King Abdullah passes away

Updated 24 January 2015
0

King Abdullah passes away

Custodian of the Two Holy Mosques King Abdullah died on Friday following a short illness. Crown Prince Salman has been named the new king with Prince Muqrin crown prince, according to a Royal Court statement.
King Abdullah was hospitalized in December suffering from pneumonia and had been breathing with the aid of a respirator.
King Salman said King Abdullah died at 1 a.m. on Friday. “With deep sorrow we announce the death of King Abdullah,” said the new king in the statement issued by the Royal Court, adding that the funeral prayers would take place after Asr prayer at Imam Turki bin Abdullah Mosque in Riyadh on Friday.
King Salman and Crown Prince Muqrin will receive the oath of allegiance from the people of Saudi Arabia at his palace in Riyadh after Isha prayer.
The smooth succession indicates stability in Saudi Arabia, according to observers.
Since the death in 1952 of King Abdul Aziz, the founder of Saudi Arabia, the throne has systematically passed down to his sons.
King Salman, credited with transforming Riyadh during his half-century as governor, has a reputation for austerity, hard work and discipline.
Born on Dec. 31, 1935, King Salman is the 25th son of King Abdul Aziz. He was appointed governor of Riyadh province at the age of 20. He was appointed minister of defense in 2011.

Related

King Abdullah, architect of GCC pact

King Abdullah, architect of GCC pact

On Sunday in Riyadh, leaders of the six-nation Gulf Cooperation Council (GCC) made a critical pact promising a new era of regional and global political and economic stability.
The meeting was the initiative of Custodian of the Two Holy Mosques King Abdullah. Chairing the gathering, he used his immense stature as the most respected senior statesman in the region, and a global icon in terms of seeking dialogue among nations and various faiths, to skillfully hammer out a consensus agreement. This was no small task, coming as it did in the face of seemingly insurmountable differences and unprecedented tension in the GCC over the past year.
It was a make-or-break summit that would have had far-reaching consequences if it had failed, considering the many challenges in the region. It ended the eight-month rift with Qatar and now the ambassadors of Saudi Arabia, the United Arab Emirates and Bahrain will return to Doha. In addition, the GCC summit next month in that city is assured.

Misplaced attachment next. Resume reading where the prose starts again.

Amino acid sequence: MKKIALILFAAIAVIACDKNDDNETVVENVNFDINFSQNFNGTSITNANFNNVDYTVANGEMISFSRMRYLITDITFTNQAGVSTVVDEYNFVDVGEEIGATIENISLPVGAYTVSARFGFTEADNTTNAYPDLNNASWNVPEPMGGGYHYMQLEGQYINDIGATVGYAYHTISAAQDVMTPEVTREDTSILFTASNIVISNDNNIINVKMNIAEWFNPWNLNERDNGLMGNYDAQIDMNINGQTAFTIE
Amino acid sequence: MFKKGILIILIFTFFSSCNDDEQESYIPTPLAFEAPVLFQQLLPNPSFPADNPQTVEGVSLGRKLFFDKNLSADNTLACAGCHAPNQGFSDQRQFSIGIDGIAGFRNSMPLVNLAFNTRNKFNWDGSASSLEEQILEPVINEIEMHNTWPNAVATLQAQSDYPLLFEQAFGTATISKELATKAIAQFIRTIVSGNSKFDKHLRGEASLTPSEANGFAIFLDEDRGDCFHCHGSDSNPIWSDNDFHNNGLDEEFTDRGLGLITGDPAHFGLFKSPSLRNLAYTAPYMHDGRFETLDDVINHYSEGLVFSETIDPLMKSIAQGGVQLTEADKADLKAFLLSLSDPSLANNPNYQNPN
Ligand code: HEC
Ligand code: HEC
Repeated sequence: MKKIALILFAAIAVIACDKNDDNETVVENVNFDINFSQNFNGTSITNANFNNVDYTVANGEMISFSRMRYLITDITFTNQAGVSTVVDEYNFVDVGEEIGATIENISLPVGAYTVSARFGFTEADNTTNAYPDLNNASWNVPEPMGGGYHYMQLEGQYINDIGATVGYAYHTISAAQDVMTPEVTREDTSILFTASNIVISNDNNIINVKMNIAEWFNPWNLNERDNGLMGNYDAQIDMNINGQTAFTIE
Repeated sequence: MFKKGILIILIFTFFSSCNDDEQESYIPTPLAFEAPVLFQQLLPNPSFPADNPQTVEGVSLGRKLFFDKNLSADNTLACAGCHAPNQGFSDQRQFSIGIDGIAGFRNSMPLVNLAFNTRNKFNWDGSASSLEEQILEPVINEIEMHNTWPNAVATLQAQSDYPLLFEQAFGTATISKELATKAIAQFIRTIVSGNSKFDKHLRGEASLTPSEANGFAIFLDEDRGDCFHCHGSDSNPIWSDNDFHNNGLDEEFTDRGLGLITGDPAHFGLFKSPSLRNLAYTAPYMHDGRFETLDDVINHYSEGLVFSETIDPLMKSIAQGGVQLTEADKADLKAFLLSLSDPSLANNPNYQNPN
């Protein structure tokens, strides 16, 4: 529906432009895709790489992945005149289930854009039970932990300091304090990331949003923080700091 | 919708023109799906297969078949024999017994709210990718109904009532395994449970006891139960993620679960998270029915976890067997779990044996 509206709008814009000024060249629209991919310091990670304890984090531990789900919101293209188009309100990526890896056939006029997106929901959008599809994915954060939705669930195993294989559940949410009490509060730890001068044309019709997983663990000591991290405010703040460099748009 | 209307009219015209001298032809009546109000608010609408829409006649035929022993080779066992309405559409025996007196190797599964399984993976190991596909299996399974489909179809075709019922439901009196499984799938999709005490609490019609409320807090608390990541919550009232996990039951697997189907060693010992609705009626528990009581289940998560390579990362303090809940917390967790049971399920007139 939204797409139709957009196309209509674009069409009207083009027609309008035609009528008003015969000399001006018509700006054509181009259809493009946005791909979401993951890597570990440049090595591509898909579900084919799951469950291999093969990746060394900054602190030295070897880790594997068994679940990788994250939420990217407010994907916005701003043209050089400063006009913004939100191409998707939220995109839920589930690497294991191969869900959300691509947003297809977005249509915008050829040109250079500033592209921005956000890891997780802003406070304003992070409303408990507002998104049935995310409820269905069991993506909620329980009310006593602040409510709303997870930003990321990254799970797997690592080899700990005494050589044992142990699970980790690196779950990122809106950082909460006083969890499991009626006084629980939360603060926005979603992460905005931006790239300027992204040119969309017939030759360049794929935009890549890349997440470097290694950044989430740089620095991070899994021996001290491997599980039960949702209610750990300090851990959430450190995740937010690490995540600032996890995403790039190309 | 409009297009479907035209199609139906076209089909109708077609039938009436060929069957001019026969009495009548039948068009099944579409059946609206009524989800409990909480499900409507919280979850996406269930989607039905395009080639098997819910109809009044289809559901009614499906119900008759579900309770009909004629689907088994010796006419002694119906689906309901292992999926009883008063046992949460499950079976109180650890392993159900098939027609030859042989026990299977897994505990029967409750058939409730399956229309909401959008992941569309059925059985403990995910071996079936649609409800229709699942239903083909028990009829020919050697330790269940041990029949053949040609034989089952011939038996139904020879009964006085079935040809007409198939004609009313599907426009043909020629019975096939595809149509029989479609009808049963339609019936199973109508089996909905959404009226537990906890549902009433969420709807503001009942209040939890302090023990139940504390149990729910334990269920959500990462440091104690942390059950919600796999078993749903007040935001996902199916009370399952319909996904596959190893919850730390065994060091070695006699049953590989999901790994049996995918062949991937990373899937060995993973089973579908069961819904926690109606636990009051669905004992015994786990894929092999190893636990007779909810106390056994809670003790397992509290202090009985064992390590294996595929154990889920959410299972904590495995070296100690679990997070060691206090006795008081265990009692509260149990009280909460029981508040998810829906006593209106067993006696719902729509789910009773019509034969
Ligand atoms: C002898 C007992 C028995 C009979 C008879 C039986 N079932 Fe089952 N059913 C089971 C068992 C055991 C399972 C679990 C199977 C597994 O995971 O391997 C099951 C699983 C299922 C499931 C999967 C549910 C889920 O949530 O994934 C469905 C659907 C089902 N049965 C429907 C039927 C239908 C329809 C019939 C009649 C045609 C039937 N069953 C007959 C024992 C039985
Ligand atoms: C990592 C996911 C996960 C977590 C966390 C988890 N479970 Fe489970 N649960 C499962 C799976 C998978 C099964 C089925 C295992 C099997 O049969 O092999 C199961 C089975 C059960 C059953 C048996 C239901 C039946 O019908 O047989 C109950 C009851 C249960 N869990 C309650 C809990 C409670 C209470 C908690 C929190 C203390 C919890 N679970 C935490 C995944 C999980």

The GCC leaders on Nov. 16 issued a carefully worded statement that they came to an agreement complementing the original Riyadh pact of April 17 this year. This was a commitment by all member states not to undermine the “interests, security and stability” of each other.
The April meeting had followed Saudi Arabia, the United Arab Emirates and Bahrain recalling their ambassadors from Qatar in March, having accused it of meddling in their internal affairs. The three leading Gulf states had then said that Qatar had failed to abide by a November 2013 agreement on non-interference.
Sunday’s agreement stressed that the countries would not support media organizations hostile to GCC interests, or movements that pose a security and political threat to the region. The pact also emphasized that member-nations must redouble their efforts to ensure the safety and stability of the region.
The people of the Gulf are politically astute and know that a mistake at this juncture would affect everyone’s future. They know that continued disunity can provide ample space for hostile opportunists to undermine the region’s prospects for growth.
There is no doubt that the international community is acutely aware of the Gulf region’s strategic and economic importance. A recent article in the Daily Telegraph’s business section has argued that a “fracture” in the GCC threatens the world’s oil supply, a risk exceeding that of the danger posed by the Islamic State of Iraq and Syria (ISIS).
It is a recognition that the GCC remains the most influential institution in the Arab political world, even more so now that there is a lack of unity among other Arab countries in the Middle East and North Africa.
The Gulf states are facing huge internal and external challenges that provide further support for the appeal by Saudi Arabia to transform the GCC into a European Union-style body, with a joint security apparatus, a common market and monetary union. The completion of planned joint electricity and rail projects would give fruition to this vision and ensure greater investment between the six nations.
It is clear now that time is not in favor of the people of the Gulf. The Riyadh summit is only the beginning of a hard road ahead, but the history of the GCC shows it is up to the task.

Email: [email protected]
Disclaimer: Views expressed by writers in this section are their own and do not necessarily reflect Arab News' point-of-view

Saudi crown prince ‘hopes’ investments with India will create many jobs

Updated 20 February 2019
0

Saudi crown prince ‘hopes’ investments with India will create many jobs

  • Saudi Arabia expects investments in India to reach $100 billion in the next two years
  • Modi praised relations between the two countries after signing cooperation agreements

DUBAI: Saudi Arabia’s Crown Prince said on Wednesday that he hopes that investments with India will create many jobs.

During a press conference with India’s Prime Minister Narendra Modi, Crown Prince Mohammad bin Salman said Saudi Arabia expects investments in India to reach $100 billion in the next two years.

The Crown Prince also said that there were many opportunities for India and Saudi Arabia and added that relations between the two countries were historic.

Modi praised relations between the two countries after signing cooperation agreements.